electron multiplier output current varies with the number and rapidity of impingements
of ionized cesium atoms on the cathode. As the frequency of the r.f. field varies,
the impingements on the cathode decrease, causing a change in the magnitude of the
electron multiplier output current. This effect is used as the first step in adjusting
the frequency of the r.f. signal to return it automatically to the standard value.
The frequency of the r.f. signal which is applied to the atomic beam tube is
derived from a 5 mc. crystal oscillator. The output is multiplied to 9180 mc. Meanwhile,
a synthesizer combines harmonics and subharmonics of the output of the basic 5 mc.
oscillator in such a manner that when the synthesizer output is combined with the
multiplier output in the adder, an output frequency is produced that is the nominal
resonance frequency of cesium - 9192.631830 mc. The cesium resonance frequency signal
is also phase modulated by the 100 cps output of the modulation oscillator. The
purpose of this modulation is to provide a determination of the direction of variation
whenever the output of the crystal oscillator drifts.
The atomic beam output signal is amplified for transmission to one winding of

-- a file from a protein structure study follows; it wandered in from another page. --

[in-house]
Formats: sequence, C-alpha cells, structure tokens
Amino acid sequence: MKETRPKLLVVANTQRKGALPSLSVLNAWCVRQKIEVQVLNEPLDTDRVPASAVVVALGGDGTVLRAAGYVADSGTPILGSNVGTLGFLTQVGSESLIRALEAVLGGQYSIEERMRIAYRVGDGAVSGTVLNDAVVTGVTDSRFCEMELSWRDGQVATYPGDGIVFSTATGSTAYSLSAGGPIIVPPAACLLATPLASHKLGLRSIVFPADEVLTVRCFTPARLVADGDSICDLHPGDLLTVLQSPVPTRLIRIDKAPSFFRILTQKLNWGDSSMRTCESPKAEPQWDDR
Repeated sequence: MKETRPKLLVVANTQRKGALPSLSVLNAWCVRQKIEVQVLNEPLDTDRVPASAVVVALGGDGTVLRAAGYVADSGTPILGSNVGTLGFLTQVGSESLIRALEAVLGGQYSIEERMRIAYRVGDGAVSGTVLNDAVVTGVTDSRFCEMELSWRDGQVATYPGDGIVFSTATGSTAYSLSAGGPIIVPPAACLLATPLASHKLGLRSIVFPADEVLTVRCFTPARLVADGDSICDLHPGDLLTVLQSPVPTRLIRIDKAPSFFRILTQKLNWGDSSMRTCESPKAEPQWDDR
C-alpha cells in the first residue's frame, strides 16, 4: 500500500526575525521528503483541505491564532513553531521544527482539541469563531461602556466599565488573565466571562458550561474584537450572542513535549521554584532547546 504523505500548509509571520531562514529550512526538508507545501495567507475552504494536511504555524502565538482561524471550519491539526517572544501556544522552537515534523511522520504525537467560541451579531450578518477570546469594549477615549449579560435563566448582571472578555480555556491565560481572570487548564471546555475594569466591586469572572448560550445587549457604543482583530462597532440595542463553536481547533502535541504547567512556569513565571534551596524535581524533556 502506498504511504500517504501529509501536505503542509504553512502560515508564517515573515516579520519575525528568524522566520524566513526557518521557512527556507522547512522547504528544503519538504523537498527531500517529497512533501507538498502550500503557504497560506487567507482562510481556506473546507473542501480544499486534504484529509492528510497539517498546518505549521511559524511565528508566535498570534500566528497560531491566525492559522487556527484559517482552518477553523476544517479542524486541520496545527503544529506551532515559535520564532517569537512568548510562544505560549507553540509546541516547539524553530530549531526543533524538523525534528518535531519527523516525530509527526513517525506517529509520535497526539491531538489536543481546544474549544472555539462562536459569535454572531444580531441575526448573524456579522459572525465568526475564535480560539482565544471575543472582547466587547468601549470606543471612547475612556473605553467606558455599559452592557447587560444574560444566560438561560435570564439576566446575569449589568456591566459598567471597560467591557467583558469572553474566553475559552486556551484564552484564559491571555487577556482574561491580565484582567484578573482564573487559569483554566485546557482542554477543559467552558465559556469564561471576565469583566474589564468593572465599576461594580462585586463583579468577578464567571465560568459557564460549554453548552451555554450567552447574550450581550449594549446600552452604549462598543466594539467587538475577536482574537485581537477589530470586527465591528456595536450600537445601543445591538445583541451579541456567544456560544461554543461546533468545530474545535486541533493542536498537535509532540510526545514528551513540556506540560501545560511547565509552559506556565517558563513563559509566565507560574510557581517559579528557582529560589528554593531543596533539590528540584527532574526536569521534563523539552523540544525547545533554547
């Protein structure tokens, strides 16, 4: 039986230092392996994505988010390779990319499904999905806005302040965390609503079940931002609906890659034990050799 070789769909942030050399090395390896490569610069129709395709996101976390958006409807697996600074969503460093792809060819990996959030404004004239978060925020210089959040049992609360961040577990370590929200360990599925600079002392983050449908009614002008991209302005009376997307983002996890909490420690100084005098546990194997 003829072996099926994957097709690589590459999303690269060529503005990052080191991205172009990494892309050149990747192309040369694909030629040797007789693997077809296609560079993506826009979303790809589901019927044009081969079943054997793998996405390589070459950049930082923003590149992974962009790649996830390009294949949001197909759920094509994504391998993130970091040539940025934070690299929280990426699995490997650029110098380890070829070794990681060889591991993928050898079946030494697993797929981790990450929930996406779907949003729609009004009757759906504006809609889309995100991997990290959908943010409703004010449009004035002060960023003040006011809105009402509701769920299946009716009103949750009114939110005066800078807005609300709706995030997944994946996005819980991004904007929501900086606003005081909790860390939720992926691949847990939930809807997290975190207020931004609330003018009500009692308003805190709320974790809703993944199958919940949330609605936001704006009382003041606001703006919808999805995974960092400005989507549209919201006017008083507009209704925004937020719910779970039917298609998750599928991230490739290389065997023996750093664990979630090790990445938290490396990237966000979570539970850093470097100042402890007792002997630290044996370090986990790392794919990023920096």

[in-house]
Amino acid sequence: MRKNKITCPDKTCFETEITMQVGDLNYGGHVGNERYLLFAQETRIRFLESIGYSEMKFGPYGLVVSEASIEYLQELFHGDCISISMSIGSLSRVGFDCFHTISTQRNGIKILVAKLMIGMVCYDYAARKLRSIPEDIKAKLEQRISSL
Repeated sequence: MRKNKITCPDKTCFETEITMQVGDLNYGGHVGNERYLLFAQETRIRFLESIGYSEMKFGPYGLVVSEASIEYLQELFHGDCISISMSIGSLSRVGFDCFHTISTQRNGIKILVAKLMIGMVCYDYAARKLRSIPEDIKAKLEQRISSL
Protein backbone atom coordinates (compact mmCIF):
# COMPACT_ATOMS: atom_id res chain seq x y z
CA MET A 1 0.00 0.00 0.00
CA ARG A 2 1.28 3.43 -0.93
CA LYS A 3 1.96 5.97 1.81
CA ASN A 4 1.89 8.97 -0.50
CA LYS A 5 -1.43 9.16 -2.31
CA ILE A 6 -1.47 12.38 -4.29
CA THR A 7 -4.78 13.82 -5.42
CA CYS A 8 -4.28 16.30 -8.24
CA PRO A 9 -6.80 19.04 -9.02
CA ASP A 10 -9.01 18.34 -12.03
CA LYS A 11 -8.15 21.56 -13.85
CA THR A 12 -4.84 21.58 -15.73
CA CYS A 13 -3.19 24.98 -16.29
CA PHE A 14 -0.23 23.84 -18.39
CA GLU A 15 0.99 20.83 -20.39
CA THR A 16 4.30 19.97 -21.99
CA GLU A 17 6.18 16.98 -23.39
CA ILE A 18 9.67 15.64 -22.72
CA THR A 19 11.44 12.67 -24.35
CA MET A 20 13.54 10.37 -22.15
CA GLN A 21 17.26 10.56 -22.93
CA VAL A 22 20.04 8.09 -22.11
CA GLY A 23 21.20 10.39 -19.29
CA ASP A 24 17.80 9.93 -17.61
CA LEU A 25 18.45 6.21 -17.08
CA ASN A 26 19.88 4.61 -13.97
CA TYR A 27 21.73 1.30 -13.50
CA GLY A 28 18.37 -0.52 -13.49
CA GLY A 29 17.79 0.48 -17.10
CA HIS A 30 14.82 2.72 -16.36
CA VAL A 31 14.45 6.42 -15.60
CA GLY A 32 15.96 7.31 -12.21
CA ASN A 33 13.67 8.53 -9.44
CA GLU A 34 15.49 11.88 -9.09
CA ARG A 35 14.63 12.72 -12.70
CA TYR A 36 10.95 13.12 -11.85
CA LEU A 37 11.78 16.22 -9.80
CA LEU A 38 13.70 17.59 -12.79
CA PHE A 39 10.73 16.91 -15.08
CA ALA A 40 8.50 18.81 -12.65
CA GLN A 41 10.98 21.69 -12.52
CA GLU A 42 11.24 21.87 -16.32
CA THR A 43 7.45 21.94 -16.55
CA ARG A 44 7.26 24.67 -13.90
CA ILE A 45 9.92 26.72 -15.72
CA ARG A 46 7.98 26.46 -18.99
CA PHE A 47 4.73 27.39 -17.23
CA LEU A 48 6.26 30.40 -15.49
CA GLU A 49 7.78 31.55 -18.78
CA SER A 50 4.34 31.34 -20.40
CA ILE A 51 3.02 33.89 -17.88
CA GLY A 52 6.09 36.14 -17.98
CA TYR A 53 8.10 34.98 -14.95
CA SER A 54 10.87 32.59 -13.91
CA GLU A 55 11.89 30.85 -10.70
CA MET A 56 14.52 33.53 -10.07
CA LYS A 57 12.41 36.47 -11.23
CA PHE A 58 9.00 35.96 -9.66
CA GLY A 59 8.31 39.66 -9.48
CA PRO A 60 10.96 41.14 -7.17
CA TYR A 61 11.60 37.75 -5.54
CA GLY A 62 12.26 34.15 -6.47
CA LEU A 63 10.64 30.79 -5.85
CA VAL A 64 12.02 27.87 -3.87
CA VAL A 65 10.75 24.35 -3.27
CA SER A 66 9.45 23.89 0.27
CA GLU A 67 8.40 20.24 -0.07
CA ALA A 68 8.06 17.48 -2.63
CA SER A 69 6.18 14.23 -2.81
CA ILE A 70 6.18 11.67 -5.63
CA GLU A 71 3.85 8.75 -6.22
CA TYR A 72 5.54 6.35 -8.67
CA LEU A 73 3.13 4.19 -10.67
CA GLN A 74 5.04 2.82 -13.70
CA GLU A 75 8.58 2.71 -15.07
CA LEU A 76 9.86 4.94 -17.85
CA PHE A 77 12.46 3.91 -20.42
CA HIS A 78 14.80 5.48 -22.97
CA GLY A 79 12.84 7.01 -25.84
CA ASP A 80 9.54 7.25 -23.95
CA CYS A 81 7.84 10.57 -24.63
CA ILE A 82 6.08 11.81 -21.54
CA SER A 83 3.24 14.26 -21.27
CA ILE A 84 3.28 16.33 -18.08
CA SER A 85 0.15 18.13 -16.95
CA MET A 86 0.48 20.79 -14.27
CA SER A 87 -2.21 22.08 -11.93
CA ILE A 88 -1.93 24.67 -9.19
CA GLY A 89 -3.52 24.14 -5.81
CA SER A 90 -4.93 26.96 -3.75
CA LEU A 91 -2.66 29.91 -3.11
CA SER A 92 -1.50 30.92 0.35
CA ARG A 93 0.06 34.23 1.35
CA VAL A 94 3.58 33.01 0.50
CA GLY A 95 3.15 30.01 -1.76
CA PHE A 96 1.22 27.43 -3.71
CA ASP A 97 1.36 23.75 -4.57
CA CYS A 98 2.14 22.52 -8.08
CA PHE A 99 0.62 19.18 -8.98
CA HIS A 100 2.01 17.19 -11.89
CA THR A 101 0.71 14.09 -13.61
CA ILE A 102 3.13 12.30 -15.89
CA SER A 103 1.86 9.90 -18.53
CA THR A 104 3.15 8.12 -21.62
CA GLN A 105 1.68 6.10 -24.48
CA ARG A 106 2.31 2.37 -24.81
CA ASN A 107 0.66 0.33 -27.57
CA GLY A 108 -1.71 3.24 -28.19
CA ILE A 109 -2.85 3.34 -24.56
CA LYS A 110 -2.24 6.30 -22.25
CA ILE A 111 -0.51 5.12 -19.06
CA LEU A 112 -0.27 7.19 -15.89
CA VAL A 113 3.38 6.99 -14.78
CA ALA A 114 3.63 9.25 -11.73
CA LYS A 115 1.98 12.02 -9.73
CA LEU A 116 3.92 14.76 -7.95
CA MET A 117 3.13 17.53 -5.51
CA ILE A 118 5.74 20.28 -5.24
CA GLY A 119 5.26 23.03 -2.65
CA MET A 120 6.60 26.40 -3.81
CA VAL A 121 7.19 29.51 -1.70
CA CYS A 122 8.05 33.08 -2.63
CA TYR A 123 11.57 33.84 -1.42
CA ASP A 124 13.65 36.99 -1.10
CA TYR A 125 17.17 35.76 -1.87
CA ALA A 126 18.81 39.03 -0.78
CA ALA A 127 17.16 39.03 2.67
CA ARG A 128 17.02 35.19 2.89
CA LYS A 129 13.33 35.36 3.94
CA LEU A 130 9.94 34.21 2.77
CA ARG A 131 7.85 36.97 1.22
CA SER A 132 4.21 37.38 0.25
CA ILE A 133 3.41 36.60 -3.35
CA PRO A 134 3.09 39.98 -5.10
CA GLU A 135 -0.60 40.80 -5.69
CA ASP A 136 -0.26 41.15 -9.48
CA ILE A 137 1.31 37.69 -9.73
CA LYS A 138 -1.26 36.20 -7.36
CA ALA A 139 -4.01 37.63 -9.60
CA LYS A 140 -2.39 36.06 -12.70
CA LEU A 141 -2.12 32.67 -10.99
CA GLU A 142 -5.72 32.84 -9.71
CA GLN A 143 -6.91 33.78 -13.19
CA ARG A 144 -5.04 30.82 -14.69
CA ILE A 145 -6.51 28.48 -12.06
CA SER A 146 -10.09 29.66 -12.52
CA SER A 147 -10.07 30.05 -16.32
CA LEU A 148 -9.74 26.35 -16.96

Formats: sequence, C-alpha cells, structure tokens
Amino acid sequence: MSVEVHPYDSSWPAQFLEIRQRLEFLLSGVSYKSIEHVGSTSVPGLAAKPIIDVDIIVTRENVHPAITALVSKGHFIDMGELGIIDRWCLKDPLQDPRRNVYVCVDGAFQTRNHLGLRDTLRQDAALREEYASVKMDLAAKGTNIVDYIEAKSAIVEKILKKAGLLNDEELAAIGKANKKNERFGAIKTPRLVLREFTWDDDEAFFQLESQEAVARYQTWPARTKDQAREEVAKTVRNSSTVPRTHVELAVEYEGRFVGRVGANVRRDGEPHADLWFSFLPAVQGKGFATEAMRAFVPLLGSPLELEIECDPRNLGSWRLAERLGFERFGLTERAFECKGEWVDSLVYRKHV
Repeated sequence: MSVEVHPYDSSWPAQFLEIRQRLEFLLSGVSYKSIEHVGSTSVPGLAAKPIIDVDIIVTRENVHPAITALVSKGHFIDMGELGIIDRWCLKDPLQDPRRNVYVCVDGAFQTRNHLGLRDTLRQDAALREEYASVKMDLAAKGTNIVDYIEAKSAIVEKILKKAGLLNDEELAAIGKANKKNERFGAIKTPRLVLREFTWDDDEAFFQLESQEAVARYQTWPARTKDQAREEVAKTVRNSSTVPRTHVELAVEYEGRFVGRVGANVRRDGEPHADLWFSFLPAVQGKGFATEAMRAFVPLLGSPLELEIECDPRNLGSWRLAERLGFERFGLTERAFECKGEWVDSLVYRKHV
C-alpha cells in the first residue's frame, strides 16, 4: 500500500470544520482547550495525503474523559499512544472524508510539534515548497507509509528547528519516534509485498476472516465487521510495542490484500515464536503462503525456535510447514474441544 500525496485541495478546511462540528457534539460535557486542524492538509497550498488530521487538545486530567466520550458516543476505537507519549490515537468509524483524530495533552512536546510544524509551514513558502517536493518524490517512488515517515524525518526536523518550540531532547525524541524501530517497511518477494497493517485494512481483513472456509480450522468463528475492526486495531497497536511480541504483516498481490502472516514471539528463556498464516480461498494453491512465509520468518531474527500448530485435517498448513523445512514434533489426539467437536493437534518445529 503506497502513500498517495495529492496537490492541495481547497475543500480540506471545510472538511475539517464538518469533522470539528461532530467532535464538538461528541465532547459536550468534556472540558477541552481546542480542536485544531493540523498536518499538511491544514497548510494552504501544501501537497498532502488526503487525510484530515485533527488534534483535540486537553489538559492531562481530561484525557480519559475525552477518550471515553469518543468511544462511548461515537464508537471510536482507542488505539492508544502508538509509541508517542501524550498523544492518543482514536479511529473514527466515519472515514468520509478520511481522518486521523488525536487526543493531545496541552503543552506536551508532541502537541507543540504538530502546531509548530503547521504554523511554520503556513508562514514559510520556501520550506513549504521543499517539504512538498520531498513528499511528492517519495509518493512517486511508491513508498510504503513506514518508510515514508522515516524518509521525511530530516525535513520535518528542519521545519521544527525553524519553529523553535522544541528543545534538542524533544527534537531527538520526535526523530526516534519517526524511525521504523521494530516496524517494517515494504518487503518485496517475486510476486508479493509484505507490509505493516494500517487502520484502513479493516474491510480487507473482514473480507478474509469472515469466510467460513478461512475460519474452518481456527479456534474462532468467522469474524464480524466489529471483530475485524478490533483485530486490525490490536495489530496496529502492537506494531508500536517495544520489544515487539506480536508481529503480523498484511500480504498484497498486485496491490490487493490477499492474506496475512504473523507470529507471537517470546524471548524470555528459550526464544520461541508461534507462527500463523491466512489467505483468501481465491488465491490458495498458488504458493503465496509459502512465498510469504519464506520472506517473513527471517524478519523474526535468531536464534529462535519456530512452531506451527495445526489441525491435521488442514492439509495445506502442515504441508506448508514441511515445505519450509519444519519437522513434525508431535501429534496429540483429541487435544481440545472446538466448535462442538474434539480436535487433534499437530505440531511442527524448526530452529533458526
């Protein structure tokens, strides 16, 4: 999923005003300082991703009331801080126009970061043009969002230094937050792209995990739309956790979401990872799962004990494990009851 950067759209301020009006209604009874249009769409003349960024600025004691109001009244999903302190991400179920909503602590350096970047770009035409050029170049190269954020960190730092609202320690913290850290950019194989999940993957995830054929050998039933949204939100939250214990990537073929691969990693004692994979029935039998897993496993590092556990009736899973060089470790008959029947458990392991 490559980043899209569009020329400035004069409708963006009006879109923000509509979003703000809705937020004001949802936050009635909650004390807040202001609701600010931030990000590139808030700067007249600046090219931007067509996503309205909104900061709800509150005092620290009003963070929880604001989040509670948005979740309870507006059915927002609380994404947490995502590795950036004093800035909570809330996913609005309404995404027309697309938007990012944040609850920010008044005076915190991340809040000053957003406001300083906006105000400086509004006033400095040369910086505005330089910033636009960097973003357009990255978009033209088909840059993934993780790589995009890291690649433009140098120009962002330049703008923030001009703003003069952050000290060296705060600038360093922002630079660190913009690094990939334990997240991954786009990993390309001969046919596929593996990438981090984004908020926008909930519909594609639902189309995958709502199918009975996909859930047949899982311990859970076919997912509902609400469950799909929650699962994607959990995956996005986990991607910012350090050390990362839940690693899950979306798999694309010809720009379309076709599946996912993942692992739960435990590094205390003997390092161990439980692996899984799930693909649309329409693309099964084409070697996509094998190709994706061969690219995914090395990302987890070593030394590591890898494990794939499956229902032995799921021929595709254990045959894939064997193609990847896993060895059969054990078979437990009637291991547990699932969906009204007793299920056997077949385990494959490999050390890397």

a two-phase motor. The current applied to this winding by the feedback amplification
system is automatically and continuously compared by the motor to the current supplied
directly to the other winding of the motor by the 100 cps modulation oscillator.
If the r.f. frequency is above cesium resonance, the motor will operate in a direction
which reduces the original error. If it is below resonance, the motor turns in the
opposite direction. This rotation is then transmitted through a gear box to a variable
capacitor which adjusts the output of the 5 mc. crystal oscillator to bring the
frequency at the atomic beam back to standard.
Since the crystal oscillator is under continuous surveillance for precision,
the basic output is a 5 mc. signal stable and reproducible to 1 part in 1011.
Higher frequencies are taken from the multiplier and sub-multiples are taken from
the synthesizer as shown in the diagram.
Because of its relatively small size and mobility, the Atomichron now makes high
precision time interval and frequency control practical for navigation, communications,
and engineering systems without reliance on radio time signals.